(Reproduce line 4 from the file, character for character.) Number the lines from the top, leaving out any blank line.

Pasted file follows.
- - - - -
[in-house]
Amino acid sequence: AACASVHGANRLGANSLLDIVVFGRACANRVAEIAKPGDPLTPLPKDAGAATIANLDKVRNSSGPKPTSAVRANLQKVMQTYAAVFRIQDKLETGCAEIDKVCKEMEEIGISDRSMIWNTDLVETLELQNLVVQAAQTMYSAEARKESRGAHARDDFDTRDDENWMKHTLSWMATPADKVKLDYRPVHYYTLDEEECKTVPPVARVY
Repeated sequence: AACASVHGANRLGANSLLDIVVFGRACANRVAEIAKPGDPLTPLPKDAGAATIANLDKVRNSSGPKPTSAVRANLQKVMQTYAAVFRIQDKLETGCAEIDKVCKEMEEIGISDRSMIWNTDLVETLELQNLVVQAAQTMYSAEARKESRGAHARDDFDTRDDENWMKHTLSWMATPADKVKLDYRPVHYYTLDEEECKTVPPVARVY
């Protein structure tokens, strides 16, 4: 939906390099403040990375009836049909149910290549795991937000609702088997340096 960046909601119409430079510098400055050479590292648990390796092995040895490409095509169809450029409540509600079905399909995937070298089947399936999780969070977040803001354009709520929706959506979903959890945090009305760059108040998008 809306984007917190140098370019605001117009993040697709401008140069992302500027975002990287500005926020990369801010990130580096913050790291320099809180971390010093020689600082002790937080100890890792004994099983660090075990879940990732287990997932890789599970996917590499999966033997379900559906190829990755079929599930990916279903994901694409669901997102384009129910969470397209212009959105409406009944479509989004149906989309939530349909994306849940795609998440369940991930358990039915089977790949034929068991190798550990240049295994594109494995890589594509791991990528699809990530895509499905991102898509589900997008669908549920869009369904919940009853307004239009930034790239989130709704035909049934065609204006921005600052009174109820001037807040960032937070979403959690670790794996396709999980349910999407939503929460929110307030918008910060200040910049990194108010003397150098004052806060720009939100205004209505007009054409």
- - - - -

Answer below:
């Protein structure tokens, strides 16, 4: 939906390099403040990375009836049909149910290549795991937000609702088997340096 960046909601119409430079510098400055050479590292648990390796092995040895490409095509169809450029409540509600079905399909995937070298089947399936999780969070977040803001354009709520929706959506979903959890945090009305760059108040998008 809306984007917190140098370019605001117009993040697709401008140069992302500027975002990287500005926020990369801010990130580096913050790291320099809180971390010093020689600082002790937080100890890792004994099983660090075990879940990732287990997932890789599970996917590499999966033997379900559906190829990755079929599930990916279903994901694409669901997102384009129910969470397209212009959105409406009944479509989004149906989309939530349909994306849940795609998440369940991930358990039915089977790949034929068991190798550990240049295994594109494995890589594509791991990528699809990530895509499905991102898509589900997008669908549920869009369904919940009853307004239009930034790239989130709704035909049934065609204006921005600052009174109820001037807040960032937070979403959690670790794996396709999980349910999407939503929460929110307030918008910060200040910049990194108010003397150098004052806060720009939100205004209505007009054409």